Daily Inter Lake: Tester asks TSA to delay employee screening rule
Sen. Jon Tester has called on the Transportation Security Administration to delay implementation of new rules that would require airports to physically screen employees.
In an Aug. 18 letter co-signed by Republican North Dakota Sen. John Hoeven, Tester, a Democrat, urged the Biden Administration to delay implementation of the employee screening policy that the pair said would “impose undue burdens on airport operators.”
The TSA rule, which goes into effect Sept. 25, would require airport operators to set up and pay for an independent security checkpoint to screen airport employees.
The senators asked TSA administrators to push back implementation by one year while it is studied further.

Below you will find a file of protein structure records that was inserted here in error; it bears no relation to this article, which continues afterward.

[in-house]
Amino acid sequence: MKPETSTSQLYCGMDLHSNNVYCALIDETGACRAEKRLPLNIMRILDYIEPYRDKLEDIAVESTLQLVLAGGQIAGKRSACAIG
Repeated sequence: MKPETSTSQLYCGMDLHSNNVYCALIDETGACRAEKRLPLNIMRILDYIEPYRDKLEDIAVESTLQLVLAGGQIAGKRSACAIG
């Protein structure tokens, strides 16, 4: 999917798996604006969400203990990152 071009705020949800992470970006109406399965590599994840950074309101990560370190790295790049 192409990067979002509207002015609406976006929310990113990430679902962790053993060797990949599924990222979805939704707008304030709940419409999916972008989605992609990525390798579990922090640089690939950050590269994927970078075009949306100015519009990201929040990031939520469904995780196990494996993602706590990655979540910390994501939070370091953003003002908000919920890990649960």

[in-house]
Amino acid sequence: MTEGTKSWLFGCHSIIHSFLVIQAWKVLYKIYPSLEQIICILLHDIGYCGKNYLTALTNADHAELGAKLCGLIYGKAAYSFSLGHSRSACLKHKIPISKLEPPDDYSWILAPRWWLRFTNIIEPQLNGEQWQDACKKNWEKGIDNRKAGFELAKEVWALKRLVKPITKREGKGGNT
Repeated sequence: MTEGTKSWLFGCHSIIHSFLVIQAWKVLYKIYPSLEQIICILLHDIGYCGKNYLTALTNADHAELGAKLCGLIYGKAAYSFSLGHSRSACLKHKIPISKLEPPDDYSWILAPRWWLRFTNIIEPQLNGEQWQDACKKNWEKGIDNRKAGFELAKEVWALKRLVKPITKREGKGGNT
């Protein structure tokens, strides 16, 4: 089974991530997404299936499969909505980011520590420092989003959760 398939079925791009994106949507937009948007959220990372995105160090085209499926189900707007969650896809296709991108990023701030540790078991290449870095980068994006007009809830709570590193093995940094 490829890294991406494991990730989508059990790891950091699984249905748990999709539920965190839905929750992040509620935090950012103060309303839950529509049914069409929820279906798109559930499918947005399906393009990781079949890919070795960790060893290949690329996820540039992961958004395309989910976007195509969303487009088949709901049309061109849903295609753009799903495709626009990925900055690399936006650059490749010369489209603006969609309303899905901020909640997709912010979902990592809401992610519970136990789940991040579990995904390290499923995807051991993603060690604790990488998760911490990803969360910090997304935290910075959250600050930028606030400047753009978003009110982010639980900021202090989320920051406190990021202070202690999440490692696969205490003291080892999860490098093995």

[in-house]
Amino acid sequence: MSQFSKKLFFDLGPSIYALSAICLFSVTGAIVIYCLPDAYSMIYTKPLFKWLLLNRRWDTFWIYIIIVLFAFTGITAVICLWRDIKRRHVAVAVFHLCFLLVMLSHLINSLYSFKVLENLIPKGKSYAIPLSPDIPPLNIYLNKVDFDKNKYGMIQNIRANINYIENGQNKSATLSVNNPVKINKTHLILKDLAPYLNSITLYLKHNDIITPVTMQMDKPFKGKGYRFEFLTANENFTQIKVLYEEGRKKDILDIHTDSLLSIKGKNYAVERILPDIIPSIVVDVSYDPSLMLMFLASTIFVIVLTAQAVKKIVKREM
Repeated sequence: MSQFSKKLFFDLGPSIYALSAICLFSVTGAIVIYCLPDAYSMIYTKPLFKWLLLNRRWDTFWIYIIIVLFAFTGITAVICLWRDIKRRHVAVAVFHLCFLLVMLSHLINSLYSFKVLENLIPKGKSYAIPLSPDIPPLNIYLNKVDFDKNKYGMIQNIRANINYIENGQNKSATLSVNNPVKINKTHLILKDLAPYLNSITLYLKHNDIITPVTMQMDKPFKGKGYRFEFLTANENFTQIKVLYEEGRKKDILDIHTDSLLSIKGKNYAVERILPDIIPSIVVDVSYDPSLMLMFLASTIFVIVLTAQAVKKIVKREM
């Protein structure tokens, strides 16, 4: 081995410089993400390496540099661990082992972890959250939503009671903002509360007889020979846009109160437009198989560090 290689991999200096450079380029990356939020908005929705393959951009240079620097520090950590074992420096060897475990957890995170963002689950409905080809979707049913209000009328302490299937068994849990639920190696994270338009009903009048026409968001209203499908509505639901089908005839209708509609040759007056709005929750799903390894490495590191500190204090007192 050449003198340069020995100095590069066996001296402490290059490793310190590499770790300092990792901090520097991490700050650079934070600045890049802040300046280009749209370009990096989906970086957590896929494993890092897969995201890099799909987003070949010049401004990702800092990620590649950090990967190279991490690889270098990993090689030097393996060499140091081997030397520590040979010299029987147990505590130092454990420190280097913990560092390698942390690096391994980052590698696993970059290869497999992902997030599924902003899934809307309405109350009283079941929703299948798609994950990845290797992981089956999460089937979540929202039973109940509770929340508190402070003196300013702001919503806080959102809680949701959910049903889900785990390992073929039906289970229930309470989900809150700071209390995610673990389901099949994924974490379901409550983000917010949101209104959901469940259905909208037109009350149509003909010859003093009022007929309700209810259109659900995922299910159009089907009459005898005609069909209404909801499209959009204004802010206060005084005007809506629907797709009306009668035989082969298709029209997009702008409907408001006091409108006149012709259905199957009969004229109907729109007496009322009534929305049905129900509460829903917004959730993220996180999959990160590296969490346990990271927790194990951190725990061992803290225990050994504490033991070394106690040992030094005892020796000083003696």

The letter identifies smaller rural airports located in states such as Montana and North Dakota as particularly hard hit by the new policy, calling rural air travel essential to America’s economy.
The senators said they agree with the policy’s intent, writing in the letter that unscreened employees could represent a potential safety risk, but that the policy’s “full financial and operational effects” should be re-evaluated.
Glacier Park International Airport Director Rob Ratkowski said that the state’s airport leaders have been lobbying Montana’s congressional delegation to stop or delay the policy.
“A lot of the airports in Montana expressed distaste for this because it’s a fundamental shift in that responsibility from TSA to airport administrators,” said Ratkowski in a recent interview. “This proposed procedure would pass the screening responsibility on to us. None of us object to the concept of employees being screened, but the question is who does it?”
Tester recently inserted similar language into the Department of Homeland Security funding bill that, if passed, would ask TSA to delay the rule.